This diamond is one that I deem to be the best buy under $3,000 and still have an incredibly beautiful diamond. There is a little trick I used to locate this diamond and this trick is only possible if you can view an actual photo of the diamond and not a stock photo. The trick is to compromise in one selected area which doesn’t detract too much from the beauty of the diamond. James Allen is very handy for this as this is really the only place that strives to put up photos of every single diamond in their inventory. I think they are up to 25,000 diamonds currently.
If you start looking at diamonds within the $2,000 to $3,500 range you’ll find that either they are very small or have an inferior cut grade, a lower color grade, or lower clarity grade. It’s up to you to choose which area a compromise is acceptable. You will find that jewelers and diamond experts agree that the greatest disappointments occur when a compromise is allowed in regards to the cut grade. Ideal or Excellent cut diamonds are the most likely to please you. James Allen’s TrueHearts TM are their signature Hearts and Arrows design and are all meant to be Ideal/Excellent cut. I hate to say this, because I am a huge fan of almost everything James Allen does, but I have noticed that there are some TrueHearts that look a little less than perfect. I am glad that it is possible to examine both the image of the diamond as well as the diamond’s grading report and this prevents disappointment. The diamond I selected to highlight today is a TrueHearts TM diamond. And it has perfect symmetry and shows superior light performance on its grading report, thanks to the AGS labs Platinum Light Performance Quality Document, which you can see below.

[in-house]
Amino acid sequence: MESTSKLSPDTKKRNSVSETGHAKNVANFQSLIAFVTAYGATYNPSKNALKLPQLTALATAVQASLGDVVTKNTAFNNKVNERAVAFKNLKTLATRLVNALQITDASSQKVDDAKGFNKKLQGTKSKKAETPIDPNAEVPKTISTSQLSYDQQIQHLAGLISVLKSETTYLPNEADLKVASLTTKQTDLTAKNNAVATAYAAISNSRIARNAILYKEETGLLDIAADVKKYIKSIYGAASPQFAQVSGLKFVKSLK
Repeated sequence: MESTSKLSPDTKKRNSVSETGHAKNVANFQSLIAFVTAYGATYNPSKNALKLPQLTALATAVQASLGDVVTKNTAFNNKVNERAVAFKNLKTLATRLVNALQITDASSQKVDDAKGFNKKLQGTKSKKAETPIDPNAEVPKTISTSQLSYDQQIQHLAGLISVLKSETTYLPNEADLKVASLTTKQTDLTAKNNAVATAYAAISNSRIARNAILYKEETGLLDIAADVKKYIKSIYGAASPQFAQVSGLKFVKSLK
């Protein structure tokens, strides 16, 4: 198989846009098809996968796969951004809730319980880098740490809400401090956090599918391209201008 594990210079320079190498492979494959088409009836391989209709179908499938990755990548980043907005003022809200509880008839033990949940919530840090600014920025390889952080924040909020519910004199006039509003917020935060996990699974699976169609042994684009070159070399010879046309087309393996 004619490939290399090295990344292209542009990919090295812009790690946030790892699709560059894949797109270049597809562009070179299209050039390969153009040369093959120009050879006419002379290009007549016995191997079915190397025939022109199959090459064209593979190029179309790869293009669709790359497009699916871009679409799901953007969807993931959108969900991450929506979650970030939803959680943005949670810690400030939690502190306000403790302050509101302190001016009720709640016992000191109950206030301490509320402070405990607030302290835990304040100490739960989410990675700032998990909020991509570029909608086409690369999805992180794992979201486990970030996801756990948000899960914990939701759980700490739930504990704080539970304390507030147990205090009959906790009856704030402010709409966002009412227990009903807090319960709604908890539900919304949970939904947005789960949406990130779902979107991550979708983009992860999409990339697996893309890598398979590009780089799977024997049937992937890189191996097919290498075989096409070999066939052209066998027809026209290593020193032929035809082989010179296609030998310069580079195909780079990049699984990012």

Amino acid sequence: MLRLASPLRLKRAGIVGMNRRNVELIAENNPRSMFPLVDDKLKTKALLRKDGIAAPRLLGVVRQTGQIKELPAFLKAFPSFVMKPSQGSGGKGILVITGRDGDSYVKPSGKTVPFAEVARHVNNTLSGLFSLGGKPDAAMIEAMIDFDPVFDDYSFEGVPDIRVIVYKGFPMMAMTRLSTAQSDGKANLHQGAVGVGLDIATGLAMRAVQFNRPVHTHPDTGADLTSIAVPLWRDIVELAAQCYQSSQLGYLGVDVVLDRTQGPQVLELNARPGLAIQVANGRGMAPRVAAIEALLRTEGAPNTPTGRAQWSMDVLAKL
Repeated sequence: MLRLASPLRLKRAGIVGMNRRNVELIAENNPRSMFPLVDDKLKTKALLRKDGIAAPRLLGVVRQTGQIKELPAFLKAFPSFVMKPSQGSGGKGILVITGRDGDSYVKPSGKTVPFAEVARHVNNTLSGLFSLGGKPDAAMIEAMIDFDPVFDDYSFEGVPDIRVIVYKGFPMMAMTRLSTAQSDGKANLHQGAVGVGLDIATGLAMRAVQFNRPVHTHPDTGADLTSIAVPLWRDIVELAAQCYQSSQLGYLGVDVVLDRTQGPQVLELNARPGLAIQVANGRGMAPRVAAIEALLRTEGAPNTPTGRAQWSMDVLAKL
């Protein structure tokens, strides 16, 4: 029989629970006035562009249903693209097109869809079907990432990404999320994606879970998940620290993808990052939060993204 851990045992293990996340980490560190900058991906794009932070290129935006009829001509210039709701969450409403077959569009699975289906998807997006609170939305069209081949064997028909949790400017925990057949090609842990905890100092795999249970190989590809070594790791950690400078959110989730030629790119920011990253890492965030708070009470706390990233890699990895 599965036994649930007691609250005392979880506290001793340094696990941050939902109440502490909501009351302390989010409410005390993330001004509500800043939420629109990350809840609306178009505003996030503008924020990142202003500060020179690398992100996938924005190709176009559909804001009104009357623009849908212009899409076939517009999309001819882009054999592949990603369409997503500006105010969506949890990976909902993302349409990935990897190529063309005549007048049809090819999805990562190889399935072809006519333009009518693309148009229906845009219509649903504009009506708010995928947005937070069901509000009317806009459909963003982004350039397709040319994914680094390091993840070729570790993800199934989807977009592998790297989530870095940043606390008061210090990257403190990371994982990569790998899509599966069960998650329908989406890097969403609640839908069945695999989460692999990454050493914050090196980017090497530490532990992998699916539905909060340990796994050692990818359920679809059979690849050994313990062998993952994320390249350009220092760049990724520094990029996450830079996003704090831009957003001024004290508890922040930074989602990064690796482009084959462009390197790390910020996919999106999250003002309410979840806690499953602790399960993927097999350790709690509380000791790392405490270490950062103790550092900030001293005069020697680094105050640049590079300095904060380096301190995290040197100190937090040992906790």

To locate a diamond which would at least be of average size for an engagement ring (between 0.5 carat and 1 carat) I decided to make the compromise in the clarity grade. This means that I allowed SI1 diamonds to show in the search results. I had a closer look at any diamond that stood out to me from the thumbnail images that showed up. Examining the diamond using James Allen’s Virtual Loupe TM helped me decide whether there were any inclusions which would be visible without magnification. The term is “eye-clean”, and that’s often the aim when looking for a diamond that is going to be pleasing to the eye. The AGS lab document confirmed that the light shines through the diamond without obstructions and this is why I can recommend this diamond as extremely good value, with hardly any compromise, and certainly no compromise that hampers the stone’s beauty.